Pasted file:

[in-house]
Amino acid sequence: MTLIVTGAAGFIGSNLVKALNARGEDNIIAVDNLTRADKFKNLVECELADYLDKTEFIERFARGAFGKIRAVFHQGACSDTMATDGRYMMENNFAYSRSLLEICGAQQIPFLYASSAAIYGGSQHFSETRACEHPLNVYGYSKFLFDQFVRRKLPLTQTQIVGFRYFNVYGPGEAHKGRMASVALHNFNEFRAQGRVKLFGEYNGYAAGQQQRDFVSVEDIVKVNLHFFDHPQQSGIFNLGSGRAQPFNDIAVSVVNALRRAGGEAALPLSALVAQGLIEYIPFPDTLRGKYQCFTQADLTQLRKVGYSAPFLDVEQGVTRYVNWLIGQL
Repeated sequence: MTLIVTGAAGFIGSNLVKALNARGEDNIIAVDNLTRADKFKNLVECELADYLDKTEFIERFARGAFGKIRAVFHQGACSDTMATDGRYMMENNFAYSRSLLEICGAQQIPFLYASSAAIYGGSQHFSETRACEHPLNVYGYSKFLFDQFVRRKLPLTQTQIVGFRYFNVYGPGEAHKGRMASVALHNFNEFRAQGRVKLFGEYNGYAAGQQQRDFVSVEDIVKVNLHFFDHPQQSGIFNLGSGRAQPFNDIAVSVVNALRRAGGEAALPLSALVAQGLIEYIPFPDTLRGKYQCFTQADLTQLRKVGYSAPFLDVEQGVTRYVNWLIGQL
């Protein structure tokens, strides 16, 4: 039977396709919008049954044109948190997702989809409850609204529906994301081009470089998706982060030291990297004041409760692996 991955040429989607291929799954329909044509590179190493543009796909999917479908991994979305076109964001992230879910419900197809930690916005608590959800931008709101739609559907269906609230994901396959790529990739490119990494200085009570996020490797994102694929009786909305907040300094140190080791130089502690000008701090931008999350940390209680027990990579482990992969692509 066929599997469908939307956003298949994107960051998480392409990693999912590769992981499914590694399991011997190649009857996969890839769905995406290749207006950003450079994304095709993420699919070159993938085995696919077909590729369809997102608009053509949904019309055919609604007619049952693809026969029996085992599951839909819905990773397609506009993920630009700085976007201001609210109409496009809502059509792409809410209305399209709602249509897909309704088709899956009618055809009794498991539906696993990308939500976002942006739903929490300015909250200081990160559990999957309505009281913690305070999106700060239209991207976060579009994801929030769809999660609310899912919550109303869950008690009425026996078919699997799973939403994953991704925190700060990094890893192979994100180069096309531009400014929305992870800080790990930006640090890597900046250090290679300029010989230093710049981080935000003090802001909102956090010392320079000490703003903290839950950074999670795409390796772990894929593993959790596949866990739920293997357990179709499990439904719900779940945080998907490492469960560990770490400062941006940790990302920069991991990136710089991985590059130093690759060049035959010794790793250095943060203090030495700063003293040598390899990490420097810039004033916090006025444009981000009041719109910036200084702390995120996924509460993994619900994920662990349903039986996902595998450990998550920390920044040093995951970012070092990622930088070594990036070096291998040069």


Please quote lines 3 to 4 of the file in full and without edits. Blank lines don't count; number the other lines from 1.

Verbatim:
Repeated sequence: MTLIVTGAAGFIGSNLVKALNARGEDNIIAVDNLTRADKFKNLVECELADYLDKTEFIERFARGAFGKIRAVFHQGACSDTMATDGRYMMENNFAYSRSLLEICGAQQIPFLYASSAAIYGGSQHFSETRACEHPLNVYGYSKFLFDQFVRRKLPLTQTQIVGFRYFNVYGPGEAHKGRMASVALHNFNEFRAQGRVKLFGEYNGYAAGQQQRDFVSVEDIVKVNLHFFDHPQQSGIFNLGSGRAQPFNDIAVSVVNALRRAGGEAALPLSALVAQGLIEYIPFPDTLRGKYQCFTQADLTQLRKVGYSAPFLDVEQGVTRYVNWLIGQL
């Protein structure tokens, strides 16, 4: 039977396709919008049954044109948190997702989809409850609204529906994301081009470089998706982060030291990297004041409760692996 991955040429989607291929799954329909044509590179190493543009796909999917479908991994979305076109964001992230879910419900197809930690916005608590959800931008709101739609559907269906609230994901396959790529990739490119990494200085009570996020490797994102694929009786909305907040300094140190080791130089502690000008701090931008999350940390209680027990990579482990992969692509 066929599997469908939307956003298949994107960051998480392409990693999912590769992981499914590694399991011997190649009857996969890839769905995406290749207006950003450079994304095709993420699919070159993938085995696919077909590729369809997102608009053509949904019309055919609604007619049952693809026969029996085992599951839909819905990773397609506009993920630009700085976007201001609210109409496009809502059509792409809410209305399209709602249509897909309704088709899956009618055809009794498991539906696993990308939500976002942006739903929490300015909250200081990160559990999957309505009281913690305070999106700060239209991207976060579009994801929030769809999660609310899912919550109303869950008690009425026996078919699997799973939403994953991704925190700060990094890893192979994100180069096309531009400014929305992870800080790990930006640090890597900046250090290679300029010989230093710049981080935000003090802001909102956090010392320079000490703003903290839950950074999670795409390796772990894929593993959790596949866990739920293997357990179709499990439904719900779940945080998907490492469960560990770490400062941006940790990302920069991991990136710089991985590059130093690759060049035959010794790793250095943060203090030495700063003293040598390899990490420097810039004033916090006025444009981000009041719109910036200084702390995120996924509460993994619900994920662990349903039986996902595998450990998550920390920044040093995951970012070092990622930088070594990036070096291998040069």